VOLANT, PA. Sheen's friendliness and talent win over 'West Wing' extras

One extra was so impressed that she said Martin Sheen would get her vote if he ever ran for president.
VOLANT, Pa. -- If only for a few days, Matt Jones was a Secret Service agent.
But what he found, is that portraying the part as an extra on "The West Wing & quot; is it's a far cry from the real thing.
& quot;We pretty much had to stand there and try to look like Secret Service agents. There were eight of us, and we would just look at one another and stand there, straight-faced, & quot; said Jones, 25, of Volant.
Jones said he's not sure if he would want to do it again, but being part of filming the hit TV show's season premiere at Kemland Farms in Volant was special because his father-in-law, Gary McConnell, is one of the owners.
Jeff McConnell is also co-owner of the farm. Jones' father, Vern Jones of New Bedford, Pa., was also on hand as an extra Monday.
& quot;It's an experience. I'm not saying it's something I would do again. There was a lot of sitting around, & quot; said the elder Jones.
Father and son said they were privy to the stars because of their relation the McConnell family and got to eat in a tent with them both days.
Martin Sheen, who portrays fictional president Josiah Bartlet, was most impressive, they said.
& quot;He was quite a character, & quot; Vern Jones said.
Made an impression
Others working as extras Sunday were equally awed by Sheen.
& quot;My husband said if he ever did run for president, Martin Sheen would have his vote. He would get mine, too, & quot; said Susan Gerle of Volant.
Gerle, her husband, Bob, and son, Matthew, 14, were part of the large crowd scene filmed Saturday as Sheen gives a campaign speech to supporters at an Indiana soy bean farm.
The afternoon shoot took at least five hours and several shots, but the extras were impressed with Sheen's ability to make the speech fresh each time he spoke and his efforts to entertain the crowd between shots.
& quot;I don't understand how he can do that and have the same voice inflection, & quot; said Carol Eberhart of New Wilmington. Eberhart was one of about 20 Westminster College employees who spent the day working as extras on the show.
Eberhart said Sheen made a point to meet as many people as possible during breaks and shook hands with just about every member of the Wilmington High School band there to play & quot;Hail to the Chief. & quot;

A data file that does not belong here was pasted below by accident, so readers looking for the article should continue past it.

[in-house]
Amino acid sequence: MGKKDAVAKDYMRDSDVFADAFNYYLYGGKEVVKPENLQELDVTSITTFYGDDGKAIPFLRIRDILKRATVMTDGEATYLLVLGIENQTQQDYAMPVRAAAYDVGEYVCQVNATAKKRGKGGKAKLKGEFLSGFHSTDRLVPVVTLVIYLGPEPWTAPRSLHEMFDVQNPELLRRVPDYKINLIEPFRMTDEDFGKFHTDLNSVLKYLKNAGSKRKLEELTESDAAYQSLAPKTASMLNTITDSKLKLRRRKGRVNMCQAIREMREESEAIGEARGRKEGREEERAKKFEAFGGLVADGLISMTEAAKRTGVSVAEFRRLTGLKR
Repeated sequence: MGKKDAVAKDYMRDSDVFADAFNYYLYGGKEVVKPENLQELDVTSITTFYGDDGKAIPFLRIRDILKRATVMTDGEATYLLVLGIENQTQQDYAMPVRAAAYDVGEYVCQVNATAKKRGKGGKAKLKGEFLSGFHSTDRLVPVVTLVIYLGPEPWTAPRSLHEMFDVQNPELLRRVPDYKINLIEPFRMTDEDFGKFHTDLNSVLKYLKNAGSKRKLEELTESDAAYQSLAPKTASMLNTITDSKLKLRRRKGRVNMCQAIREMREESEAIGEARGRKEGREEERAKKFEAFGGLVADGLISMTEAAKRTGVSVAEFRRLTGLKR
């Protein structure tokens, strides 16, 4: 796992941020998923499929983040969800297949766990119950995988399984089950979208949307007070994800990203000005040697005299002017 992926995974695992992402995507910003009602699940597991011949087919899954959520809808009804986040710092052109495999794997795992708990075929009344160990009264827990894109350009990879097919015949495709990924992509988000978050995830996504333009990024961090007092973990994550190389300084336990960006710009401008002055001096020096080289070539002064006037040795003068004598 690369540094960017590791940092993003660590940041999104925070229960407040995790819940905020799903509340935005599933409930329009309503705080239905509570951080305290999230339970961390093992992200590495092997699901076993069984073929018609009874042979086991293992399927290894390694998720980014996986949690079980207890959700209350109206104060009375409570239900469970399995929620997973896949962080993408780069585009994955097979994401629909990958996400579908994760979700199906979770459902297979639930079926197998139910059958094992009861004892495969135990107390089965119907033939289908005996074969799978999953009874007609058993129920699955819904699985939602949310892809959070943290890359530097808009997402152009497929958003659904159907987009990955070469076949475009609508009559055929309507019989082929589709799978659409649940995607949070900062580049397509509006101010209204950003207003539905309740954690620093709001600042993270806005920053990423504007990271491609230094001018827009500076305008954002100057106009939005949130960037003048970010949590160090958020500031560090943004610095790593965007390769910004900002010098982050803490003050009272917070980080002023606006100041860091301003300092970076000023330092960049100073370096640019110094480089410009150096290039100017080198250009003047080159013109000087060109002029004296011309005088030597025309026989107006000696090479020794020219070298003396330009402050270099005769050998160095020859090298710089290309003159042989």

Sheen asked to have his picture taken with Eberhart as she was snapping a photograph of several other women.
Gerle also noted Sheen's willingness to get his photograph taken. She had her picture taken with Sheen twice during the day.
Other meetings
Gene DeCaprio, director of Westminster's Celebrity Series, got to sit on stage during the filming as an & quot;Indiana Democrat, & quot; candidates running for office that attended the president's rally.
DeCaprio said in the past 13 years he's met many celebrities through his job, but Sheen was most impressive.
& quot;Next to everyone I've met -- and I've met Bill Cosby and Regis Philbin -- he was just a little bigger, just a little different. He was impressive because of his authenticity as a person and his courtesy, & quot; DeCaprio said.
Jackie Meade, director of Westminster's career center, met Sheen at the nearby bed-and-breakfast after Monday's shoot. Meade and her staff were instrumental in getting the film crew to Volant by taking photographs of the McConnell farm and sending them to the Pittsburgh Film Office.
& quot;He was such a gentle person. Very bright. On the show, as the president, he portrays someone very quick who has facts at his fingertips. In person, I was amazed to find him the same way, & quot; she said.
Meade gave him a shirt and mug from Westminster, and she said he asked questions about the school.
While Sheen dominated Sunday's filming, it was the other characters who were busy filming Monday.
Three members of the president's staff get left behind and spend a good part of the season premiere trying to catch up to the president's motorcade.
Vern Jones said while the extras were called to work at Kemland Farms around 8 a.m. Monday, most of the crew was at a nearby covered bridge with the show's actors.
It wasn't until about 2 p.m. that more crowd scenes were shot and they again filmed the president's motorcade leaving the farm.
The younger Jones got to drive the limousine with the president. But Monday, that happened to be Sheen's stand-in, he said. Sheen left the area Monday morning.
Both Joneses, while not regular & quot;West Wing & quot; viewers, say they plan to watch the season premiere Sept. 25.
& quot;I don't watch a lot of television. You never know, I might get interested in it and start watching the 'West Wing,' & quot; Vern Jones said.

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